It was a quiet day under the dome today with no floor action and almost no committee meetings.

Yesterday afternoon, there were hearings in both the House and Senate Education Committees. Both committees dealt with legislation intended to keep students safe from harm.

The Senate Education Committee held a hearing on SB 333, amendments to the Jason Flatt Act. The Jason Flatt Act was passed in 2016 and requires all school district employees to receive one hour of training per year in recognizing the signs of potential suicide.

SB 333 would amend the act so that school districts would have more flexibility in determining how much training, how often that training would be, and who would be required to have the training. Opponents of the amendments included family members who had experienced a suicide in their family and mental health providers who work with individuals in crisis. Senators Lynn Rogers (D-Wichita) and Bruce Givens (R-El Dorado) both spoke as proponents. United School Administrators also spoke as a proponent. KNEA spoke as a proponent with some concerns about the extent of the changes. While KNEA supports some flexibility in the selection of training programs, we asked that the legislation continue to require all school personnel receive such training. We did not support allowing a school district to choose not to provide the training to all employees who come into contact with students. Often a custodian, bus driver, or lunch server have positive relationships with students and might be an actual life-saver in a crisis.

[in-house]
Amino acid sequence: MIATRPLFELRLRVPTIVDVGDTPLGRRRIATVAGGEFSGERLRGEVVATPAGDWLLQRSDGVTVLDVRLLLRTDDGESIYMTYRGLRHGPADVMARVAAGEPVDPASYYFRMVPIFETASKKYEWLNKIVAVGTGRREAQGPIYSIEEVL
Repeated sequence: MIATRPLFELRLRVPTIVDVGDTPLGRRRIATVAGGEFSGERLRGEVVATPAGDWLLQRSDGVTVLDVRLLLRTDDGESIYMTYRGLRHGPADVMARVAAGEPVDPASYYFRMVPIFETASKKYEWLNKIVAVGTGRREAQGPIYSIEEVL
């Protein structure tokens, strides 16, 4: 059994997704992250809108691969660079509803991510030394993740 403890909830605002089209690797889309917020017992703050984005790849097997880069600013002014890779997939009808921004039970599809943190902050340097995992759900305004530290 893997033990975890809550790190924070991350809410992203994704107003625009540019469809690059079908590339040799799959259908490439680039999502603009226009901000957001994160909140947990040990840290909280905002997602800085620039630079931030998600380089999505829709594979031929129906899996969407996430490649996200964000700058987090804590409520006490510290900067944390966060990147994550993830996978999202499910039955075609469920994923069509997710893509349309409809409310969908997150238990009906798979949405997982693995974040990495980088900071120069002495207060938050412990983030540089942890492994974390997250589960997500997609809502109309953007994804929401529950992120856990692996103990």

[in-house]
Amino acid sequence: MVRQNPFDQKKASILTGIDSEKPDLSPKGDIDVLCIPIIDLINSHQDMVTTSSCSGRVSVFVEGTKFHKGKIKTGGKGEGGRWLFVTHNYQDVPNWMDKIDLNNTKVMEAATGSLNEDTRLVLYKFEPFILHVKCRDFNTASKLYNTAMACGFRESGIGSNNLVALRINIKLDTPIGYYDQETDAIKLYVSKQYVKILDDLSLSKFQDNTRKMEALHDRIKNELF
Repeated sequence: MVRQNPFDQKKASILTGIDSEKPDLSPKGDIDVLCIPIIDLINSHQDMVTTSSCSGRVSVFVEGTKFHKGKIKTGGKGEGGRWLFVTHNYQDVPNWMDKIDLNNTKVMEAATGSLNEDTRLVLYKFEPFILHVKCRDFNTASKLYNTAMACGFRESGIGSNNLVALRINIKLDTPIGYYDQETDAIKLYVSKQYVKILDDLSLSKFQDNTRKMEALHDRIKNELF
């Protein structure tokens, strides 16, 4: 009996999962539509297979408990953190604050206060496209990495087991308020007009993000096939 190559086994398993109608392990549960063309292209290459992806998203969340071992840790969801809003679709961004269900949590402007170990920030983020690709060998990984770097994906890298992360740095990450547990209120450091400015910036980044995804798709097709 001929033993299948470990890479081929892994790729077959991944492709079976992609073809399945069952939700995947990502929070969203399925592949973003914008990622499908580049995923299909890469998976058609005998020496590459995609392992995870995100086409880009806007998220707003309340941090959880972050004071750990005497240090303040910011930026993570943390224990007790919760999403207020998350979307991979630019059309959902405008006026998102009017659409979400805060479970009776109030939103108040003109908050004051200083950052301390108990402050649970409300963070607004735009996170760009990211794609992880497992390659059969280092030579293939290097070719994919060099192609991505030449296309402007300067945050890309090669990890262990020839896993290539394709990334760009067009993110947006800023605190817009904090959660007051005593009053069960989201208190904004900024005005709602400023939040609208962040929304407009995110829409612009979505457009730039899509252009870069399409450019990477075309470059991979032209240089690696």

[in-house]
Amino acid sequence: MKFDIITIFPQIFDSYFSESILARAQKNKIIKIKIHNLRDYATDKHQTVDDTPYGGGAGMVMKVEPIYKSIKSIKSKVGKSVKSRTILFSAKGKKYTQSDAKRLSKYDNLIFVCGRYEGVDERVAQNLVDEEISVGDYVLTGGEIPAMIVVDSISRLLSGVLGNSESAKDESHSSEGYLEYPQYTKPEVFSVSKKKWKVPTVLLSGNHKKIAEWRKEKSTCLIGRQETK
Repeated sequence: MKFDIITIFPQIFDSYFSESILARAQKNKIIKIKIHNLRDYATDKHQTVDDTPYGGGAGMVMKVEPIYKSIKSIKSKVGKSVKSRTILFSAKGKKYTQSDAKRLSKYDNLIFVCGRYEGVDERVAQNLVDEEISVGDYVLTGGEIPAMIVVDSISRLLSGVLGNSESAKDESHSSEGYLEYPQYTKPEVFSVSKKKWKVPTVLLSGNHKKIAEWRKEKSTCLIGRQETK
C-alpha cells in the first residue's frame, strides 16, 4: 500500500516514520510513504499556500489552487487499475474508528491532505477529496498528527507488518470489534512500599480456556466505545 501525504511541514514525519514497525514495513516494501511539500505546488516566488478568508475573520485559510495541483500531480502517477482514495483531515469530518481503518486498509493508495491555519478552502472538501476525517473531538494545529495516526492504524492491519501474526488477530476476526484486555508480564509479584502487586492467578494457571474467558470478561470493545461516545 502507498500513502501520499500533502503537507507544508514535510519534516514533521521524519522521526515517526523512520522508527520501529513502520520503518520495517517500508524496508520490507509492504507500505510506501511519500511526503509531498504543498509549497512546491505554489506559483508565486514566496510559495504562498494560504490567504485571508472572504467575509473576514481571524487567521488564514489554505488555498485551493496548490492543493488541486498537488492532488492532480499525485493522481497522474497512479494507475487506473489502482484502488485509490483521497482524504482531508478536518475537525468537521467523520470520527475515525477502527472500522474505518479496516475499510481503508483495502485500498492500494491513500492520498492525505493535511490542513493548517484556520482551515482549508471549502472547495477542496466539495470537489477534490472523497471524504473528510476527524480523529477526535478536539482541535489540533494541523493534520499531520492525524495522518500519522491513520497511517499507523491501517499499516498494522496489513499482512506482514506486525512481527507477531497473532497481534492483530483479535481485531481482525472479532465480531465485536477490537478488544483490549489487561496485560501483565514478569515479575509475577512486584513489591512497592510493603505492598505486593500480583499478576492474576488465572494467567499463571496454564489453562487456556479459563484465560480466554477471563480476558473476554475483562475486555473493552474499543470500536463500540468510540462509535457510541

KNEA lobbyist Mark Desetti also suggested the committee remember that the state’s mental health system is in crisis due to a lack of funding and that this legislation ignores the many other places where students interact with adults such as youth sports leagues and community youth development programs.

The House Education Committee held a hearing on HB 2578 which would amend the statutes on bullying policies to require school districts to post such policies on their websites with a prominent link on the homepage, distribute the policies to parents and guardians of students, and file a copy of the policy with the State Department of Education.

Proponents of the bill argued that it was important for parents and students to understand how the district would deal with bullying, what the consequences for bullying behavior would be, how the adults would work with students to understand and counteract bullying. By reading the plans, parents would know how incidents would be handled and might be better able to advocate for stronger plans.

Currently, bullying policies are required but whether or not they are readily accessible to patrons is all across the board. Some policies are not on websites at all, others are buried deep in those websites and hard to find. Still, some school districts have comprehensive policies that are easily accessible.

KNEA supports this legislation.